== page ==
As h

_{θ}(x) goes to 0- Cost goes to infinity
- This captures the intuition that if h
_{θ}(x) = 0 (predict P (y=1|x; θ) = 0) but y = 1 this will penalize the learning algorithm with a massive cost

Plot y = 0

### Simplified Cost Function and Gradient Descent

- Define a simpler way to write the cost function and apply gradient descent to the logistic regression

Now compress them into one equation - more efficient

**cost(hθ, (x),y) = -ylog( hθ(x) ) - (1-y)log( 1- hθ(x) )**

In summary, our cost function can be defined as

Why do we chose this function when other cost functions exist?

- This cost function can be derived from statistics using the principle of maximum likelihood estimation
- Note this does mean there's an underlying Gaussian assumption relating to the distribution of features

- Also has the nice property that it's convex

- This cost function can be derived from statistics using the principle of maximum likelihood estimation
To fit parameters θ:

- Find parameters θ which minimize J(θ)
- This means we have a set of parameters to use in our model for future predictions

Then, if we're given some new example with set of features x, we can take the θ which we generated, and output our prediction using

#### How to minimize the logistic regression cost function

- Use gradient descent as before
- Repeatedly update each parameter using a learning rate

- The equation is the same as the linear regression rule
- The only difference is that our definition for the hypothesis has changed

### Advanced Optimization

- What is gradient descent actually doing?
- We have some cost function J(θ), and we want to minimize it
- We need to write code which can take θ as input and compute the following
- J(θ)
- Partial derivative if J(θ) with respect to j (where j=0 to j = n)

Alternatively, instead of gradient descent to minimize the cost function we could use

**Conjugate gradient****BFGS**(Broyden-Fletcher-Goldfarb-Shanno)**L-BFGS**(Limited memory - BFGS)

These are more optimized algorithms which take that same input and minimize the cost function

These are very complicated algorithms

Some properties

- Advantages
- No need to manually pick alpha (learning rate)
- Have a clever inner loop (line search algorithm) which tries a bunch of alpha values and picks a good one

- Often faster than gradient descent
- Do more than just pick a good learning rate

- Can be used successfully without understanding their complexity

- No need to manually pick alpha (learning rate)
- Disadvantages
- Could make debugging more difficult
- Should not be implemented themselves
- Different libraries may use different implementations - may hit performance

- Advantages

**Using advanced cost minimization algorithms**

- How to use algorithms
- Say we have the following example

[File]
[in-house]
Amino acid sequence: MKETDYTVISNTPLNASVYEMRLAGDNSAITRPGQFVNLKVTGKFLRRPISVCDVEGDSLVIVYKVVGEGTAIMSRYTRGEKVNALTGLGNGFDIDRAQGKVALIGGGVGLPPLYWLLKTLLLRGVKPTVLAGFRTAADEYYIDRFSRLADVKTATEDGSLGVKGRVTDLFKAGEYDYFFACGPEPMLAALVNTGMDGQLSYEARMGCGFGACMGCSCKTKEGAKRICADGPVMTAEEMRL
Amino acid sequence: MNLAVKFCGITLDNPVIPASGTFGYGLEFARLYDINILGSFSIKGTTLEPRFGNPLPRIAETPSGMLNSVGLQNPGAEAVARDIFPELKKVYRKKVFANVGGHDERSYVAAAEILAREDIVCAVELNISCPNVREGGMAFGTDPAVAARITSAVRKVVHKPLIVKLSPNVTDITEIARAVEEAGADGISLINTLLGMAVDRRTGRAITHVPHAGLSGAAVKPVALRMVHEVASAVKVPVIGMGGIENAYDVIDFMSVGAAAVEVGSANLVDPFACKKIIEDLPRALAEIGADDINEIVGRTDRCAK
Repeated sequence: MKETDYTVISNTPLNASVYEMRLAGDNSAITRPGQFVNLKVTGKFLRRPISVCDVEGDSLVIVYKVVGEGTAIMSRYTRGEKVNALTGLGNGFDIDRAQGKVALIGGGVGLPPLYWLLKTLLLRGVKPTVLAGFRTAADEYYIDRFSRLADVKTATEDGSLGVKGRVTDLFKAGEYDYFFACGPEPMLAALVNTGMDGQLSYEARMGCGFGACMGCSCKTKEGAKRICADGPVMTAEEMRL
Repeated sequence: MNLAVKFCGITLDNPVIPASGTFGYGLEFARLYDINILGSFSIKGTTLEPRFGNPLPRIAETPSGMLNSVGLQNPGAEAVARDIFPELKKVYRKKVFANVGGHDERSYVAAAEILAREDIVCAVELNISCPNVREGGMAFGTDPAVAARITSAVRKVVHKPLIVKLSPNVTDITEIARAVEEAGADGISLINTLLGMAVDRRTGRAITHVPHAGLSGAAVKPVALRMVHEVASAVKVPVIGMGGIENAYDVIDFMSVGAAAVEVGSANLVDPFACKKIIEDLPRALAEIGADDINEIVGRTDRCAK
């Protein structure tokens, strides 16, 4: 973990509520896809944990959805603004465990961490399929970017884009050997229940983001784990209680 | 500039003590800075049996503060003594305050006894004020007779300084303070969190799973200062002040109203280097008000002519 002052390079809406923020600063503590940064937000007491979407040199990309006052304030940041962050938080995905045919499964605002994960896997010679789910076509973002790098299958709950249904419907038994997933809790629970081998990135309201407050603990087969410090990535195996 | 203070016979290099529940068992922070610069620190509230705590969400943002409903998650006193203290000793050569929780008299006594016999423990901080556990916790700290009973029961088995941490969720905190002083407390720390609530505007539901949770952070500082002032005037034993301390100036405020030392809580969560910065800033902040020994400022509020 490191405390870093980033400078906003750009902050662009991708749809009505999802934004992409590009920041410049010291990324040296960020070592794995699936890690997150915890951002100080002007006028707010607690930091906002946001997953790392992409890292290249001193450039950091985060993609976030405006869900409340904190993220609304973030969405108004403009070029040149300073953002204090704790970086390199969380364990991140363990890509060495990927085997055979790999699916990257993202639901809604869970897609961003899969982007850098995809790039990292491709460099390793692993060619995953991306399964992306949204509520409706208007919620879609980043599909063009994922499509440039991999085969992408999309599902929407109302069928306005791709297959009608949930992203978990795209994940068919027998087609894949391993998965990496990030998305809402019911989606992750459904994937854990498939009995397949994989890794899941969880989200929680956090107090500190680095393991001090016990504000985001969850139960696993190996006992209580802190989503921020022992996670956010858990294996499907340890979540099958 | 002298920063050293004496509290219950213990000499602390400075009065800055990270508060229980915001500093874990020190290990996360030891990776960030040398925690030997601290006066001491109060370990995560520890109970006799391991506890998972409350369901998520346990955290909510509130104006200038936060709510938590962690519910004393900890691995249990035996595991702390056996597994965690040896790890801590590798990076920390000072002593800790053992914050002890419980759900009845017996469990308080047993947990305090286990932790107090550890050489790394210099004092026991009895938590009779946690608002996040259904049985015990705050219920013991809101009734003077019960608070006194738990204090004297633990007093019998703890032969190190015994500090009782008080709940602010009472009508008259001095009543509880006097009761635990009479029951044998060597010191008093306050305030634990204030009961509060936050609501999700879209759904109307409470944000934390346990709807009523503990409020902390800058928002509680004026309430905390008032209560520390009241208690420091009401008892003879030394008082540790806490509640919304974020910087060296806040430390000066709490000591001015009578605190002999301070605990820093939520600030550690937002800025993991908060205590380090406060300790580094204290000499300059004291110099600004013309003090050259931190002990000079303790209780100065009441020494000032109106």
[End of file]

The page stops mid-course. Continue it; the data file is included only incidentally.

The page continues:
- First we need to define our cost function, which should have the following signature

1 | function [jval, gradent] = costFunction(THETA) |

- Input for the cost function is
**THETA**, which is a vector of the θ parameters - Two return values from
**costFunction**are- jval
- How we compute the cost function θ (the underived cost function)
- In this case = (θ
_{1}- 5)^{2}+ (θ_{2}- 5)^{2}

- In this case = (θ

- How we compute the cost function θ (the underived cost function)
- gradient
- 2 by 1 vector
- 2 elements are the two partial derivative terms
- i.e. this is an n-dimensional vector
- Each indexed value gives the partial derivatives for the partial derivative of J(θ) with respect to θi
- Where i is the index position in the
**gradient**vector

- jval
- With the cost function implemented, we can call the advanced algorithm using

1 | `options= optimset('GradObj', 'on', 'MaxIter', '100'); % define the options data structure` |

- Here
**options**is a data structure giving options for the algorithm- fminunc
- function minimize the cost function (find minimum of unconstrained multivariable function)

**@costFunction**is a pointer to the costFunction function to be used

- For the octave implementation
**initialTheta**must be a matrix of at least two dimensions

- How do we apply this to logistic regression?
- Here we have a vector

- Here
- theta is a n+1 dimensional column vector
- Octave indexes from 1, not 0

- Write a cost function which captures the cost function for logistic regression

## Multiclass Classification

### One-vs-all

- Getting logistic regression for multiclass classification using
**one vs. all** - Multiclass - more than yes or no (1 or 0)
- Classification with multiple classes for assignment

**One vs. all classification**Split the training set into three separate binary classification problems

i.e. create a new fake training set

- Triangle (1) vs crosses and squares (0) h
_{θ}^{1}(x)- P(y=1 | x1; θ)

- Crosses (1) vs triangle and square (0) h
_{θ}^{2}(x)- P(y=1 | x2; θ)

- Square (1) vs crosses and square (0) h
_{θ}^{3}(x)- P(y=1 | x3; θ)

- Triangle (1) vs crosses and squares (0) h

- Overall
- Train a logistic regression classifier h